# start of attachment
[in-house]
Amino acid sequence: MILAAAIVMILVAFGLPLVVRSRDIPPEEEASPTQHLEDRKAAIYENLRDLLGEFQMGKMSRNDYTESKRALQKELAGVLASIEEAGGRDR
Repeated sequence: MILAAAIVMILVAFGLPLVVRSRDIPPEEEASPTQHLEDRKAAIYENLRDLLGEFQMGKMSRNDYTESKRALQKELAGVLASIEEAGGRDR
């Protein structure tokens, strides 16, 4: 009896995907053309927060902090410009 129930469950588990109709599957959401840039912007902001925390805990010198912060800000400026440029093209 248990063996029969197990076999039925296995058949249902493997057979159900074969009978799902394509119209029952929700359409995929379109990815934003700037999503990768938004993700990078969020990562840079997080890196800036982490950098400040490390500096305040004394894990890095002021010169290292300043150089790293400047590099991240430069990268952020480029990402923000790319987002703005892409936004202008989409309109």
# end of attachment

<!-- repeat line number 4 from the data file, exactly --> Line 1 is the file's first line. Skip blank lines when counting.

């Protein structure tokens, strides 16, 4: 009896995907053309927060902090410009 129930469950588990109709599957959401840039912007902001925390805990010198912060800000400026440029093209 248990063996029969197990076999039925296995058949249902493997057979159900074969009978799902394509119209029952929700359409995929379109990815934003700037999503990768938004993700990078969020990562840079997080890196800036982490950098400040490390500096305040004394894990890095002021010169290292300043150089790293400047590099991240430069990268952020480029990402923000790319987002703005892409936004202008989409309109």